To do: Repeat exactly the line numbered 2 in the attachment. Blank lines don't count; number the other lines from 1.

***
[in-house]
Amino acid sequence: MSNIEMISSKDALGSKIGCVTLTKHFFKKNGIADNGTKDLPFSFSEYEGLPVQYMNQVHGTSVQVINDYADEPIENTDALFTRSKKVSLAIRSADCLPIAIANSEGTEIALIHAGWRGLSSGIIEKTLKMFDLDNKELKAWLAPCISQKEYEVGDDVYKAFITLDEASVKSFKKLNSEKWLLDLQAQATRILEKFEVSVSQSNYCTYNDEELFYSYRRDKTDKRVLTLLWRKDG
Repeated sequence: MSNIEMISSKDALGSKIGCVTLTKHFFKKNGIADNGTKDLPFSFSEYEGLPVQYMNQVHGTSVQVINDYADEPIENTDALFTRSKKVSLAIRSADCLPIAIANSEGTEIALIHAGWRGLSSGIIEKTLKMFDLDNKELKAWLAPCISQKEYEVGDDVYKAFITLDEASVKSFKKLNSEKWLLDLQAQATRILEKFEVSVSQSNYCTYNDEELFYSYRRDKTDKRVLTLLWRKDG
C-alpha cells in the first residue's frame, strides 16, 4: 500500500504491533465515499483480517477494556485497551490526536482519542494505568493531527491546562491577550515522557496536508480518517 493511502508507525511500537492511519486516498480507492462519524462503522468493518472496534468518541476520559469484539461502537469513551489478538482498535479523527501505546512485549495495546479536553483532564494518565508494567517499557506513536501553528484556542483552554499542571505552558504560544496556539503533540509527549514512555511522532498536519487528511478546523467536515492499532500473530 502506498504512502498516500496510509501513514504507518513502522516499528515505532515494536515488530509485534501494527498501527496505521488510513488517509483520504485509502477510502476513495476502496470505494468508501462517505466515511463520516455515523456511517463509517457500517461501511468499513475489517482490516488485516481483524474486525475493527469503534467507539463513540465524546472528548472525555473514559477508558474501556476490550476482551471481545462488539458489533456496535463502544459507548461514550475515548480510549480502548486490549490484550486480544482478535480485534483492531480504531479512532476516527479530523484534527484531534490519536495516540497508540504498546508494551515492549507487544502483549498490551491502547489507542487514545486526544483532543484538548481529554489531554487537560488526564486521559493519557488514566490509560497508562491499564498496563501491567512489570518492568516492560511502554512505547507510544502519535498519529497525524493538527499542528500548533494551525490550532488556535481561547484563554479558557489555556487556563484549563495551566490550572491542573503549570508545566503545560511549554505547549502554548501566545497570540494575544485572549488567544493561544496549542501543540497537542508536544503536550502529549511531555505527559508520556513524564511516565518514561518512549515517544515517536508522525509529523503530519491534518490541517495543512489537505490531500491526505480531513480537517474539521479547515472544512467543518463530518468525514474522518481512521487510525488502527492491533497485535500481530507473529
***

Amino acid sequence: MSNIEMISSKDALGSKIGCVTLTKHFFKKNGIADNGTKDLPFSFSEYEGLPVQYMNQVHGTSVQVINDYADEPIENTDALFTRSKKVSLAIRSADCLPIAIANSEGTEIALIHAGWRGLSSGIIEKTLKMFDLDNKELKAWLAPCISQKEYEVGDDVYKAFITLDEASVKSFKKLNSEKWLLDLQAQATRILEKFEVSVSQSNYCTYNDEELFYSYRRDKTDKRVLTLLWRKDG